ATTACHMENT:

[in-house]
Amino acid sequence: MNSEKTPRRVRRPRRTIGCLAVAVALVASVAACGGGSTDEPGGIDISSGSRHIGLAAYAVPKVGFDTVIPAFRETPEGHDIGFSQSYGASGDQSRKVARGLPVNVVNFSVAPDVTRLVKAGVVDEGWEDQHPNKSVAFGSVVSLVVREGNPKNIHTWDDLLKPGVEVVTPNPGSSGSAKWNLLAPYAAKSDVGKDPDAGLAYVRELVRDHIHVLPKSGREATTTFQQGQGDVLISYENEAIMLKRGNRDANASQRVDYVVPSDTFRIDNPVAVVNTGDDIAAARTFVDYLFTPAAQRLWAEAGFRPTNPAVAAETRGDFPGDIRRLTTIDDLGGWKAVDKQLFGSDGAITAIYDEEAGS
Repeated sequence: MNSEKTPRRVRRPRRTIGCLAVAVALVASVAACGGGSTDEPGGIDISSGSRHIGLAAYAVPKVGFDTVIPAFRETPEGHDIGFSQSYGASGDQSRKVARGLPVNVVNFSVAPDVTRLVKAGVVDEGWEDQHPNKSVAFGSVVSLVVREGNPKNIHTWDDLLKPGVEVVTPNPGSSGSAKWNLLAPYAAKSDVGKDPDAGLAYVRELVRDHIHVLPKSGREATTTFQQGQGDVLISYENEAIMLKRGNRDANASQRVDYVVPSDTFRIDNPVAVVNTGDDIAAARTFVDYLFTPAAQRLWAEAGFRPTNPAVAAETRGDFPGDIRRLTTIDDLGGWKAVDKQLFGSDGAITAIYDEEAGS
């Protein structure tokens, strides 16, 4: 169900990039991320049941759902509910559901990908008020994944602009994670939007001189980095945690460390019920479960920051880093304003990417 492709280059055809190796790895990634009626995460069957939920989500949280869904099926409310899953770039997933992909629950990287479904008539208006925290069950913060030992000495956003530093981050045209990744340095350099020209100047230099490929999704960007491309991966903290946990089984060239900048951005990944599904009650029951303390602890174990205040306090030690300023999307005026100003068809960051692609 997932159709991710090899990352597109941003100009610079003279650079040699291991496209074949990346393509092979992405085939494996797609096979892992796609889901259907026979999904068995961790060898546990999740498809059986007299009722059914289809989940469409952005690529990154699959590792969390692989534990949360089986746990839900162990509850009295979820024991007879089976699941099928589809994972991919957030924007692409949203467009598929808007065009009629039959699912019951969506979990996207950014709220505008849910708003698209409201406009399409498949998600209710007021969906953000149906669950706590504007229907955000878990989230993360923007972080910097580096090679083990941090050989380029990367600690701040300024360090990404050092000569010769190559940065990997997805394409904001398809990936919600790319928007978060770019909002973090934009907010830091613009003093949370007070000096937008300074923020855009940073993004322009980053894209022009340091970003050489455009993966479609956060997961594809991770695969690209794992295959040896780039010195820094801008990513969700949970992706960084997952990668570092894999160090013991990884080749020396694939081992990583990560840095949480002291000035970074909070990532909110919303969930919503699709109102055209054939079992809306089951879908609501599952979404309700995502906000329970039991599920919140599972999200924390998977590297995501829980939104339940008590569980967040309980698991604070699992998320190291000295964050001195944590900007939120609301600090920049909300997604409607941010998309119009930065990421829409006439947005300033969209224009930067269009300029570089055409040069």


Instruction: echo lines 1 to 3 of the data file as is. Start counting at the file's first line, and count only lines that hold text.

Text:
[in-house]
Amino acid sequence: MNSEKTPRRVRRPRRTIGCLAVAVALVASVAACGGGSTDEPGGIDISSGSRHIGLAAYAVPKVGFDTVIPAFRETPEGHDIGFSQSYGASGDQSRKVARGLPVNVVNFSVAPDVTRLVKAGVVDEGWEDQHPNKSVAFGSVVSLVVREGNPKNIHTWDDLLKPGVEVVTPNPGSSGSAKWNLLAPYAAKSDVGKDPDAGLAYVRELVRDHIHVLPKSGREATTTFQQGQGDVLISYENEAIMLKRGNRDANASQRVDYVVPSDTFRIDNPVAVVNTGDDIAAARTFVDYLFTPAAQRLWAEAGFRPTNPAVAAETRGDFPGDIRRLTTIDDLGGWKAVDKQLFGSDGAITAIYDEEAGS
Repeated sequence: MNSEKTPRRVRRPRRTIGCLAVAVALVASVAACGGGSTDEPGGIDISSGSRHIGLAAYAVPKVGFDTVIPAFRETPEGHDIGFSQSYGASGDQSRKVARGLPVNVVNFSVAPDVTRLVKAGVVDEGWEDQHPNKSVAFGSVVSLVVREGNPKNIHTWDDLLKPGVEVVTPNPGSSGSAKWNLLAPYAAKSDVGKDPDAGLAYVRELVRDHIHVLPKSGREATTTFQQGQGDVLISYENEAIMLKRGNRDANASQRVDYVVPSDTFRIDNPVAVVNTGDDIAAARTFVDYLFTPAAQRLWAEAGFRPTNPAVAAETRGDFPGDIRRLTTIDDLGGWKAVDKQLFGSDGAITAIYDEEAGS